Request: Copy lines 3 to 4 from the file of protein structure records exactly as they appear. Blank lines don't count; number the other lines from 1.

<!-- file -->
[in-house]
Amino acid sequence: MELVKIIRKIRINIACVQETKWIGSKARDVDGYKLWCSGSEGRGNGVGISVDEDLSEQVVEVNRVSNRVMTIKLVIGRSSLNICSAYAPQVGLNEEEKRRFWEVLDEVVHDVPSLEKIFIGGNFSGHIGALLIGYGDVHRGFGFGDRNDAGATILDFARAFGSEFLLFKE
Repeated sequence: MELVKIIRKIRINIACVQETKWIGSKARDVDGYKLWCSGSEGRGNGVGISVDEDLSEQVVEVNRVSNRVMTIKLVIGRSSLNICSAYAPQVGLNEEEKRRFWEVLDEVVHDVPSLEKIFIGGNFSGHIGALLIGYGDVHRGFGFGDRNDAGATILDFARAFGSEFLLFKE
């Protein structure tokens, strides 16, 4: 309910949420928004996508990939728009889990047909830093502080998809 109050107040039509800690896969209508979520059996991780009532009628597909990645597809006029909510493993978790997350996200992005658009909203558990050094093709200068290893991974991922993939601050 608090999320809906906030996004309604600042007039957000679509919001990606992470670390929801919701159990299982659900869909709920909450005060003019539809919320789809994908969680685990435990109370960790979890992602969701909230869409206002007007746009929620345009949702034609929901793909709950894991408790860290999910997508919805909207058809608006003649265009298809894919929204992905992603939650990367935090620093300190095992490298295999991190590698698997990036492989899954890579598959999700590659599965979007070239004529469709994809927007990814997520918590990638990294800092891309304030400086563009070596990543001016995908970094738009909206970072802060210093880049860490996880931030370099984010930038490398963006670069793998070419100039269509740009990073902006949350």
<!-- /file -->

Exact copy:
Repeated sequence: MELVKIIRKIRINIACVQETKWIGSKARDVDGYKLWCSGSEGRGNGVGISVDEDLSEQVVEVNRVSNRVMTIKLVIGRSSLNICSAYAPQVGLNEEEKRRFWEVLDEVVHDVPSLEKIFIGGNFSGHIGALLIGYGDVHRGFGFGDRNDAGATILDFARAFGSEFLLFKE
């Protein structure tokens, strides 16, 4: 309910949420928004996508990939728009889990047909830093502080998809 109050107040039509800690896969209508979520059996991780009532009628597909990645597809006029909510493993978790997350996200992005658009909203558990050094093709200068290893991974991922993939601050 608090999320809906906030996004309604600042007039957000679509919001990606992470670390929801919701159990299982659900869909709920909450005060003019539809919320789809994908969680685990435990109370960790979890992602969701909230869409206002007007746009929620345009949702034609929901793909709950894991408790860290999910997508919805909207058809608006003649265009298809894919929204992905992603939650990367935090620093300190095992490298295999991190590698698997990036492989899954890579598959999700590659599965979007070239004529469709994809927007990814997520918590990638990294800092891309304030400086563009070596990543001016995908970094738009909206970072802060210093880049860490996880931030370099984010930038490398963006670069793998070419100039269509740009990073902006949350």